|3||Hradec Kralove, Kralovehradecky|
|5||Kamenice, Central Bohemia|
|6||Moravska Trebova, Pardubicky|
(local time)SEE WORLD AQI RANKING
6:07, Jan 28
live AQI index
|Air pollution level||Air quality index||Main pollutant|
|Good|| 37 US AQI||PM2.5|
|PM2.5|| 9 µg/m³|
|PM10|| 19 µg/m³|
|NO2|| 5.5 µg/m³|
PM2.5 concentration in Trinec air is currently 1.8 times above the WHO annual air quality guideline value
|Open your windows to bring clean, fresh air indoors|
|Enjoy outdoor activities|
|Tuesday, Jan 25|
Moderate 94 US AQI
|Wednesday, Jan 26|
Good 45 US AQI
|Thursday, Jan 27|
Good 50 US AQI
Good 37 US AQI
|Saturday, Jan 29|
Good 31 US AQI
|Sunday, Jan 30|
Good 15 US AQI
|Monday, Jan 31|
Good 36 US AQI
|Tuesday, Feb 1|
Good 22 US AQI
|Wednesday, Feb 2|
Good 7 US AQI
|Thursday, Feb 3|
Good 22 US AQI
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Třinec is a statutory city in Frýdek-Místek District in the Moravian-Silesian Region of the Czech Republic. Following a survey conducted in 2020, the estimated population of Třinec was approximately 35,000 people. This qualified it as the least populated statutory city in the Czech Republic.
Třinec is famous for its steel plant which is the largest in the Czech Republic, and as such, has a major impact on the city, on its character, demographics and air quality.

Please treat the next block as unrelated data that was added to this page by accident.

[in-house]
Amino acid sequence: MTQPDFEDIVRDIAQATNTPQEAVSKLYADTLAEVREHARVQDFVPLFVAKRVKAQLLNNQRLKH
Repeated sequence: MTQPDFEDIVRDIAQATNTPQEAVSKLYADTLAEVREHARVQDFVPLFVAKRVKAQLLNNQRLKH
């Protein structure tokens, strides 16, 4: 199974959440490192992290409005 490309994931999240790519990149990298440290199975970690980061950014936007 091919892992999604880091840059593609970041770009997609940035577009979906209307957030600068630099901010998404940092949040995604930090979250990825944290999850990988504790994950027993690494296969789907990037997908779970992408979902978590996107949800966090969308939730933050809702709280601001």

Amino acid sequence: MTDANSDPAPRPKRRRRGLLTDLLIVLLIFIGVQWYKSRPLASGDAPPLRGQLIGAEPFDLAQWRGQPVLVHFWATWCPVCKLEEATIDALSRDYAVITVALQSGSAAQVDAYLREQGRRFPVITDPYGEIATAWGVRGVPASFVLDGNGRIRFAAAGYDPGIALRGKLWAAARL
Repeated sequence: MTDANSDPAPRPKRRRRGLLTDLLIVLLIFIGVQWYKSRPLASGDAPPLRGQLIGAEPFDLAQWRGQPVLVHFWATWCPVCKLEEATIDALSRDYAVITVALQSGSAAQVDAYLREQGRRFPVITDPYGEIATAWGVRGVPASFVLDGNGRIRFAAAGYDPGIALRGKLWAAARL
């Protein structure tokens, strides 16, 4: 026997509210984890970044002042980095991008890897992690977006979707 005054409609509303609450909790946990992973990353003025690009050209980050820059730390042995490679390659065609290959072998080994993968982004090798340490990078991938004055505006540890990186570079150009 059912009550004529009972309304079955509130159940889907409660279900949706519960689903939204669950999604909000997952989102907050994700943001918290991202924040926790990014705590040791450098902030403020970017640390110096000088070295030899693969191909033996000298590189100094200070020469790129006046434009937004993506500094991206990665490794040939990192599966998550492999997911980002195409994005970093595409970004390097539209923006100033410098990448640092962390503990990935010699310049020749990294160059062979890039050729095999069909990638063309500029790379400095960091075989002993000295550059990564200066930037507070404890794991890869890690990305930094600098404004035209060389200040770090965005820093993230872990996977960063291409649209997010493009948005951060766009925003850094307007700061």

In December 2021, Třinec was going through a period of air quality that was classified as being “Unhealthy” with a US AQI reading of 151. This United States Air Quality Index number is calculated using the levels of six of the most commonly occurring air pollutants, such as nitrogen dioxide, sulphur dioxide, ozone, carbon monoxide and both sizes of particulate matter, which are PM2.5 and PM10. It can then be used as the metric when comparing air quality in other cities around the world. If data is unavailable for all 6 pollutants, a figure can still be calculated by using what figures there are. In Třinec four of the main pollutants were measured, these were; PM2.5 - 56 µg/m³, PM10 - 56 µg/m³, ozone (O3) - 24.5 µg/m³ and nitrogen dioxide (NO2) - 34.2 µg/m³.
This level of PM2.5 is over five and a half times above the recommended safe level of 10 µg/m³ as suggested by the World Health Organisation (WHO) as being an acceptable level. Although no amount of air pollution is considered to be safe.
When air quality is classed as being “Unhealthy” the given advice would be to remain indoors as much as possible, closing doors and windows to prevent the ingress of more polluted air. The operation of an air purifier would be beneficial if one is available but ensure it recirculates the existing air without importing more dirty air from outside. Those who are of a sensitive disposition should take extra care when venturing outside and take precautions such as wearing a good quality face mask to minimalize the chances of inhaling poor-quality air.
There is an app available from AirVisual.com for most operating systems that inform you of the air quality in real-time. This should help to decide whether it is safe to go outside, or not.